The alternative to all of this is to just practice these shots a lot and learn how to aim them intuitively. That's what top players do.


from Colin Colenso (in AZB post):

The main power of BHE, in my opinion, is for shots where swerve is not highly significant, where we can forget about having to adjust our aim for squirt (CB deflection). Shots with significant english, that had previously troubled us, become as easy as making the same shot with straight follow.

That said, there are a few shot types where throw becomes an issue. This is not just a feature of BHE, these same shots are problematic for any aiming method, requiring significant feel and/or experience to adjust to.

A brief summary of these problem shots include:
1. Slowish sliding (not spinning) CB shots.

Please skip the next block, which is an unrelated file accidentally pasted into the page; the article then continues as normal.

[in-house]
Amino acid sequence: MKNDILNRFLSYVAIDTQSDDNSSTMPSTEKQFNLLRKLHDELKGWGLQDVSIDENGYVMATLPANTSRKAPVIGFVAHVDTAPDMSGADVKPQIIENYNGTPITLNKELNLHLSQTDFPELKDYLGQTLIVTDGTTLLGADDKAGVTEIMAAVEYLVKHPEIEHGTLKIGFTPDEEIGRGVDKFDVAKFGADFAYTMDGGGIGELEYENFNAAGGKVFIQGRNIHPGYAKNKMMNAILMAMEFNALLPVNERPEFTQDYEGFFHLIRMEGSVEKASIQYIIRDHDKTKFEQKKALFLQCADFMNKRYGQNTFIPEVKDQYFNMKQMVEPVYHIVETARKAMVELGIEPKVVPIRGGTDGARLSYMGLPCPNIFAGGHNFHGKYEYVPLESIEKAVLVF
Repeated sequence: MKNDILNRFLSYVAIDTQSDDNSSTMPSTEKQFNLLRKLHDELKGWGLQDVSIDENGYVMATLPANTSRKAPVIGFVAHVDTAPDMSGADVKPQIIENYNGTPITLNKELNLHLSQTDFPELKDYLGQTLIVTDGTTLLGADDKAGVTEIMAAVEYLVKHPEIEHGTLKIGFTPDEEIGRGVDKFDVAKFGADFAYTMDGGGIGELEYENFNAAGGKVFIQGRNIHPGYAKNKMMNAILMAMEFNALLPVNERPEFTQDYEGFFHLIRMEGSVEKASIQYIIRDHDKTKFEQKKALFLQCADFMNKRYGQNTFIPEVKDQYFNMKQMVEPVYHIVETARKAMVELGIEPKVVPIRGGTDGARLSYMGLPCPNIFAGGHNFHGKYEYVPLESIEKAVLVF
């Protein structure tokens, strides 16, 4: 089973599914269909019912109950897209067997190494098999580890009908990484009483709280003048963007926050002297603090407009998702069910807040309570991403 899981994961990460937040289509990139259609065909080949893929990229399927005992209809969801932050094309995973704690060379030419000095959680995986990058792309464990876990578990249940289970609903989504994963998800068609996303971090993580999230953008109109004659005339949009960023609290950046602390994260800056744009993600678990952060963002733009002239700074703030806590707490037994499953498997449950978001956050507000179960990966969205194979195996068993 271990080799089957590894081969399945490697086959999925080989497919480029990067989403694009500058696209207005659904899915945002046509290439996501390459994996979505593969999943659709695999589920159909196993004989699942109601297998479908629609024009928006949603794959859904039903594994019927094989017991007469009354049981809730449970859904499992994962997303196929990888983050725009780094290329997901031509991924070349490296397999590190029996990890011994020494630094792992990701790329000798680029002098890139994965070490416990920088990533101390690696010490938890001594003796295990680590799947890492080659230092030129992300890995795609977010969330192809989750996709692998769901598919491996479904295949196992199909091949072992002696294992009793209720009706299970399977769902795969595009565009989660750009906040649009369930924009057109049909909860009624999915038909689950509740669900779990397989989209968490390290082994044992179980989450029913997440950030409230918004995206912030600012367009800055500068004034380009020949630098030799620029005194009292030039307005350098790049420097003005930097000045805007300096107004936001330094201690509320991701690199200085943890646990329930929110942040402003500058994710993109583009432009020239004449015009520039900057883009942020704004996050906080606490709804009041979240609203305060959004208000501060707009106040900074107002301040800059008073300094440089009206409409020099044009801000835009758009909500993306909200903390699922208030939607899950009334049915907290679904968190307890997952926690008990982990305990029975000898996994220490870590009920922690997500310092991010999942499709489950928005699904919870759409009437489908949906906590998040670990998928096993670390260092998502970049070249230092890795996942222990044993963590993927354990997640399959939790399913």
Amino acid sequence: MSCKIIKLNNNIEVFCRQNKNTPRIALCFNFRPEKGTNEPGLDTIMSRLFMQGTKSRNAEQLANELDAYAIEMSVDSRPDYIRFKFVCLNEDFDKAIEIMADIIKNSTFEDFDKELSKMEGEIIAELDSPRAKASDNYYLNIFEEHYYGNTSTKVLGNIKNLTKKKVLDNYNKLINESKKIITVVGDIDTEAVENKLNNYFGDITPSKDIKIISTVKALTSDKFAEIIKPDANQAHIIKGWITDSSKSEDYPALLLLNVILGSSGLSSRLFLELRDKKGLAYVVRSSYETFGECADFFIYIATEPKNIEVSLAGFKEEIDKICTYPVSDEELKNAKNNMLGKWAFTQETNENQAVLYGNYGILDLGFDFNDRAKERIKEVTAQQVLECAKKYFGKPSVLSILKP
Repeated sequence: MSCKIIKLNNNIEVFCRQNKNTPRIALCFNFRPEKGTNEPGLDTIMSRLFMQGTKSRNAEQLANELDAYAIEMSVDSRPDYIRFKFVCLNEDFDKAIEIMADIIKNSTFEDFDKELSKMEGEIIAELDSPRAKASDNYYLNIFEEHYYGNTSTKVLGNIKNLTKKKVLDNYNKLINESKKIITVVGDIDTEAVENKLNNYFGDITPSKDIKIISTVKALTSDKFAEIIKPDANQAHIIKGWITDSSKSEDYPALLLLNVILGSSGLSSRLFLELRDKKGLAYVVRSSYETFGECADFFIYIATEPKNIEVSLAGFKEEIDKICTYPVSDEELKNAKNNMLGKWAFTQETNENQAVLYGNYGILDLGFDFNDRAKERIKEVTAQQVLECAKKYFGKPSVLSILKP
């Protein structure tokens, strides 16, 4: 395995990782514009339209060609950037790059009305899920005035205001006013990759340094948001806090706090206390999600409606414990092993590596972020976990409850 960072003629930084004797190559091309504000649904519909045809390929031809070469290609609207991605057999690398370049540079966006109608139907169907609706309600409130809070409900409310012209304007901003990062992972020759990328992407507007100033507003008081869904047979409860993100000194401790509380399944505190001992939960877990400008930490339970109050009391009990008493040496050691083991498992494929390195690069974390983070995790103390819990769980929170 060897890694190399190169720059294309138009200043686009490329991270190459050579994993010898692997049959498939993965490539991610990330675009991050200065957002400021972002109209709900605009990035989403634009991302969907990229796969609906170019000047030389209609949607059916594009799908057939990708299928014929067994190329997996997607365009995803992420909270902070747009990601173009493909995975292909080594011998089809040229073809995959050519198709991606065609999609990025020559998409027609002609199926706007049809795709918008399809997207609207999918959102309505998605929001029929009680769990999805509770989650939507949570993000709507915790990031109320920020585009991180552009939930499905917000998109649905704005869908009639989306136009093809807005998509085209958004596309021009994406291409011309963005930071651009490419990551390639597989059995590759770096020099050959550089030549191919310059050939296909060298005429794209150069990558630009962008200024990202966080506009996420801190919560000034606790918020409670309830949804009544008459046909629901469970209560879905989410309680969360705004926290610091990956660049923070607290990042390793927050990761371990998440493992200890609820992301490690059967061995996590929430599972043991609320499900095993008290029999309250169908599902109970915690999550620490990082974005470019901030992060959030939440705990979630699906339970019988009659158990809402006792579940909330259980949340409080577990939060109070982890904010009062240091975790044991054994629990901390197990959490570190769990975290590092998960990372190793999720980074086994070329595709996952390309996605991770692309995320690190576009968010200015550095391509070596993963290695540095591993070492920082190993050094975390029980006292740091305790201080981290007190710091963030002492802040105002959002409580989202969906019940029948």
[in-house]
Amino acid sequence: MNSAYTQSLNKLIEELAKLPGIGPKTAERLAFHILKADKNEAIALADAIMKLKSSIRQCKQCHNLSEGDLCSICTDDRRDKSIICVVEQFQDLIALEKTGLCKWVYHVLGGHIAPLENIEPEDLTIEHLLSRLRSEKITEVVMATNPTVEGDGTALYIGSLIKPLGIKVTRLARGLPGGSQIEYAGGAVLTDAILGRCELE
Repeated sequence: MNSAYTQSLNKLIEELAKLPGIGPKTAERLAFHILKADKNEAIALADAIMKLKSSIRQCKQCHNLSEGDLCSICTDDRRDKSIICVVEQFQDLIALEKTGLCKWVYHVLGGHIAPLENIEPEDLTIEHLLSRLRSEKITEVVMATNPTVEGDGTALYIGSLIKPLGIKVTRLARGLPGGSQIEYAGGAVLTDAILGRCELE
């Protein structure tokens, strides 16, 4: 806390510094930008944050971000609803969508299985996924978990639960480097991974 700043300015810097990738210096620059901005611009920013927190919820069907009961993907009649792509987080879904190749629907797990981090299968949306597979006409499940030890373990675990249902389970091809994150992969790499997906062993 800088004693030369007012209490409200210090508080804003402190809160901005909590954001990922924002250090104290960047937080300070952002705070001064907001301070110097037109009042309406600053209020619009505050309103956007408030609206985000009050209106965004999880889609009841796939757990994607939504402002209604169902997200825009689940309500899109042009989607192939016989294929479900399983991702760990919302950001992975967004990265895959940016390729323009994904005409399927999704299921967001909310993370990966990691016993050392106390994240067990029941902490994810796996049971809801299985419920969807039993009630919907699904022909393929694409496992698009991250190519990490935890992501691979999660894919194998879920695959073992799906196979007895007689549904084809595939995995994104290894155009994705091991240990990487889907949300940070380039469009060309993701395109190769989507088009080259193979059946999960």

2. Slow shots generally.
3. Shots with more than gearing outside english.
4. Fairly straight shots, say 7/8th to full ball with inside or outside english.

If these shots need to be played, you need to adjust the initial aim to compensate, and this requires some knowledge of, or experience with the throw on these shots. Some may choose to apply this aim adjustment by imagining the initial line of aim away from center pocket (my preferred method), or they can change the bridge length such that it directs the CB to the appropriate contact point on the OB.

Why Players Often Struggle When They Attempt to Use BHE
1. They may be playing the problem shots listed above without making the proper aim adjustments.
2. It's a common tendency for the bridge to shift during the pivot. This takes some practice and perhaps getting a few bridge hand cramps until one learns to keep a relaxed still bridge throughout the pivot and stroke.
3. After years of subconscious adjustments or not having developed accurate pre-alignment, their pre-pivot alignment (bridge V positioning) can be inaccurate.
4. Focusing on getting the bridge V to the required pivot distance can distract one's focus on finding the correct aim line.